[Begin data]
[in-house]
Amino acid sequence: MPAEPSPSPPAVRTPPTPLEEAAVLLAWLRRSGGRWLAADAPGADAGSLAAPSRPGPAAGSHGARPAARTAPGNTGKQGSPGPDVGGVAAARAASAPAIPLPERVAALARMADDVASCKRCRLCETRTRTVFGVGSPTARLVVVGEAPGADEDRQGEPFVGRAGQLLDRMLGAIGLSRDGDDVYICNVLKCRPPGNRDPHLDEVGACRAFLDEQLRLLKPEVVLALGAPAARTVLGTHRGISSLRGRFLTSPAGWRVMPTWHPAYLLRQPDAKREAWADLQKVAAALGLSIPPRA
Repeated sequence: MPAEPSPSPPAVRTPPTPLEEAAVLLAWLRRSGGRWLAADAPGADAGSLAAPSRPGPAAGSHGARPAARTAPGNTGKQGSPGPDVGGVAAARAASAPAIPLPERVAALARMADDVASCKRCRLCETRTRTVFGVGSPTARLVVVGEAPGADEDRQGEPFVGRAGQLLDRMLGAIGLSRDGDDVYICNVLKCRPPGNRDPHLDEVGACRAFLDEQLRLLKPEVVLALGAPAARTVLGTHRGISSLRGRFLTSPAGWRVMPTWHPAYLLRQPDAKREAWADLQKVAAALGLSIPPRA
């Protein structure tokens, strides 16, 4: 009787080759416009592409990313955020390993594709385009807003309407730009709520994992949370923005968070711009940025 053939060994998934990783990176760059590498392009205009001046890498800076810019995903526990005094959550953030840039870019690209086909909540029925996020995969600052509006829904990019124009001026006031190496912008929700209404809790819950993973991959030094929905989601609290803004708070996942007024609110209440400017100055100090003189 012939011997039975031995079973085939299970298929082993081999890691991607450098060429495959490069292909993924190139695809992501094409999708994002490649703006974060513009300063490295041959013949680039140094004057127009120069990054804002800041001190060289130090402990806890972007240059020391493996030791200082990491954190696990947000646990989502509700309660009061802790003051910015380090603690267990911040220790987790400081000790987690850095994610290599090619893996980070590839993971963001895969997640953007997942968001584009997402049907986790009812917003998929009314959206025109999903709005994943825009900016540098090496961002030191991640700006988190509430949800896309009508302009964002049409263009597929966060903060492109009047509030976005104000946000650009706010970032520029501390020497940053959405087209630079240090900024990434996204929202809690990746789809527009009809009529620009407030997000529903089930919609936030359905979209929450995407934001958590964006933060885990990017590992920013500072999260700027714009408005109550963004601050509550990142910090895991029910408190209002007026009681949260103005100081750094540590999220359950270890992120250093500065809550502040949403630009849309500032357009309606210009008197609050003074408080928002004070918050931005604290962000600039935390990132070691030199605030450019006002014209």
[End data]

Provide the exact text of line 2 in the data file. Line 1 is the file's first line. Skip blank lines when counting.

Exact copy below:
Amino acid sequence: MPAEPSPSPPAVRTPPTPLEEAAVLLAWLRRSGGRWLAADAPGADAGSLAAPSRPGPAAGSHGARPAARTAPGNTGKQGSPGPDVGGVAAARAASAPAIPLPERVAALARMADDVASCKRCRLCETRTRTVFGVGSPTARLVVVGEAPGADEDRQGEPFVGRAGQLLDRMLGAIGLSRDGDDVYICNVLKCRPPGNRDPHLDEVGACRAFLDEQLRLLKPEVVLALGAPAARTVLGTHRGISSLRGRFLTSPAGWRVMPTWHPAYLLRQPDAKREAWADLQKVAAALGLSIPPRA